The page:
On June 15, 2014, Casey Kasem, host of the longtime countdown program, AMERICAN TOP 40, passed away at the age of 82. From my first blog post (and prolly some more inbetween then and now), I explained how, in 1979, I was a geeky, lanky and somewhat lost 12-year-old living in Central Maine, had a few friends and not a lot of interest in much of anything, but at some point early that year, I discovered AMERICAN TOP 40, and was glued to it every weekend. Not only could I hear the 40 biggest songs in the country every week, but also Casey’s cool trivia and facts about the songs and the artists, a trait I treasure to this day. For me, the show was No. 1 with a bullet. And still is (thanks to the re-airing of broadcasts of AT40 on iHeart Radio).
In honor of my radio hero, Casey Kasem, for the entire month of June, I will be highlighting a song each day (some days will have two songs!) that peaked in the Top 40 of the BILLBOARD Hot 100 (including five (real) one-hit wonders of the 80s), and with every blog post, just like on AMERICAN TOP 40, the hits will get bigger with each post. On June 1, 2017, I featured a song that peaked at No. 40. On June 30, I’ll feature a “song of the day” that went all the way to No. 1.
As Casey used to say on AT40, “And on we go!”
It’s been interesting and fun in my research for the blog posts of this special series paying tribute to Casey Kasem. Some might say it’s neither interesting NOR fun, but since Casey is my radio hero, and since I still am, at age 50, a proclaimed and proud chart nerd (I still check out the BILLBOARD Hot 100 each week, even though I don’t know most of the artists on there), I am digging this. No, literally, today I AM digging into BILLBOARD chart history by looking up all of the songs that reached No. 35 between 1979 and 1989, and there are around 40 of them. You could have Casey on repeat, saying, “And in at No. 35…and in at No. 35…”
If you look at the discography of the amazing Joan Jett, you can tell she had a penchant for cover songs, and then making them all her own – songs like “Crimson And Clover,” “Everyday People,” “Light Of Day,” “Roadrunner,” “Dirty Deeds,” “Love Hurts,” “Summertime Blues,” “Destination Unknown,” “Do You Wanna Touch Me?” and her huge No. 1 hit, “I Love Rock ’N’ Roll” – all of these gems were actually cover songs, whether you knew that or not (I’m betting you did).
For Joan’s third album, however (an album simply titled ALBUM), she took a different route – all but three of the album’s 11 songs were original songs, co-written by Joan and her longtime collaborator and producer, Kenny Laguna. “I Love Playing With Fire” was actually written by Joan herself, but this song originally was performed by Joan’s former 70s Punk band, The Runaways. One of the original songs on ALBUM was the effort’s first single (and album, er, ALBUM, opener), “Fake Friends.”
Debuting on the BILLBOARD Hot 100 at No. 68 in early July 1983, “Fake Friends” reached the Top 40 by the end of July, becoming the band’s fifth Top 40 hit in two years, and their first original composition to reach the Top 40. But, like many songs that reach the Top 40 in a short amount of time, for whatever reason, the songs lose steam and they peak quickly. In the case of “Fake Friends,” it peaked for two weeks at No. 35 in August 1983. Joan and Co. were gone from the Hot 100 after just 10 weeks.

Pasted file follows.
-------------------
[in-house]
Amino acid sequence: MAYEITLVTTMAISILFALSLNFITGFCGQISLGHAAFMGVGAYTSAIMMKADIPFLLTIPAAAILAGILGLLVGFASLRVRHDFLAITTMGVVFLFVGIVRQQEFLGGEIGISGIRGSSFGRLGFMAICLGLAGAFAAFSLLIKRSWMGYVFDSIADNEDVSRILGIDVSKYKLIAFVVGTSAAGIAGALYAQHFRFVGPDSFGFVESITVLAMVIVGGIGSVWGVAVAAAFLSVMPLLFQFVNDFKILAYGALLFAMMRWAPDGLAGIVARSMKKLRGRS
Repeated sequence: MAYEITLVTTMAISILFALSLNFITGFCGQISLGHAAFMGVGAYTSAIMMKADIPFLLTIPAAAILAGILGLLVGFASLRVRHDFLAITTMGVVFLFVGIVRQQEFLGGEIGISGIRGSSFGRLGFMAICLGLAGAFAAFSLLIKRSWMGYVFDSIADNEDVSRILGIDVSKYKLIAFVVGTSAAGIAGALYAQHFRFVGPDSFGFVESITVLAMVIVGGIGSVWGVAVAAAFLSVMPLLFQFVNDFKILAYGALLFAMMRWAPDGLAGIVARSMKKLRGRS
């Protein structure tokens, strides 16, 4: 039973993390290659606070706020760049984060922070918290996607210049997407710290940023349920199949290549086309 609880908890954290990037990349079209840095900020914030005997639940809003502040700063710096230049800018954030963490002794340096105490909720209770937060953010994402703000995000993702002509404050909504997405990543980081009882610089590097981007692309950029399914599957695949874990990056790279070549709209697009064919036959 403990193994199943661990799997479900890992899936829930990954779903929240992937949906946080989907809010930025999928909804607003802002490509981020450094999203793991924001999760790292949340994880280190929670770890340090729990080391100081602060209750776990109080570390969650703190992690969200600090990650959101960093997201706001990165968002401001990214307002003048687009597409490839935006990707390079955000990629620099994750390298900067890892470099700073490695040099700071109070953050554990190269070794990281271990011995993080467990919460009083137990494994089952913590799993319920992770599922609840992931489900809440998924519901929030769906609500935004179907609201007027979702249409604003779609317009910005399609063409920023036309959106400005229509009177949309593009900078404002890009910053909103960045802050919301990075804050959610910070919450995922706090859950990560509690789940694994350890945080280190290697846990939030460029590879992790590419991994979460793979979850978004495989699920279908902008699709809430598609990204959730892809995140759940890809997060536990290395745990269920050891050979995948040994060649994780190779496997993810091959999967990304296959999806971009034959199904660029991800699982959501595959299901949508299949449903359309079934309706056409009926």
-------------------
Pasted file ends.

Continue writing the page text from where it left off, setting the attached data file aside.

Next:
After ALBUM’s second single, the aforementioned spirited cover of Sly & The Family Stone’s “Everyday People,” peaked at No. 37 in October 1983, Joan Jett & The Blackhearts wouldn’t return to the Top 40 until 1987, when the Bruce Springsteen-composed “Light Of Day” reached No. 33 on the Hot 100 in April of that year.
“Light Of Day” was the title song from the film of the same name, starring Michael J. Fox and Joan Jett, her first film as an actress. Michael and Joan starred as brother and sister, and their band was called The Barbusters. On the Hot 100, “Light Of Day” was actually credited to The Barbusters, with Joan Jett & The Blackhearts in parentheses.
The next time Joan & Co. would chart the Hot 100 again on their own accord was in 1988, when Joan’s second original song to reach the Top 40, “I Hate Myself For Loving You,” reached No. 8.
Oft-credited as the Queen of Rock ’N’ Roll and the Godmother of Punk, Joan and The Blackhearts were rightfully inducted into the Rock And Roll Hall Of Fame in 2015. Their last album was in 2013 (UNVARNISHED), and Joan and the band continue to tour.
Last year, on a tour I had hoped to see but couldn’t, they performed with Heart and Cheap Trick, and starting June 14, 2017, they head out on a Summer tour with 70s and 80s Rock legends, Boston. Don’t know if it’ll be this year, but one day I hope I get to see Joan Jett & The Blackhearts perform. It’s long overdue.
I suppose it’s a bit weird to highlight a song called “Fake Friends” on a day of heartbreak (sadly again) in London, and much love and unity at the impressive One Love Manchester concert in Manchester, England, but Joan Jett has never been one to back down or not tell it like it is, and neither should I, and neither should you.
And, if you should ever encounter one of these “fake friends,” whether on social media or in person, and feel dejected about the whole thing after you’ve told them to eff off, just remember what Joan says:
“Ya got nothin to lose / Ya don’t lose when you lose fake friends…”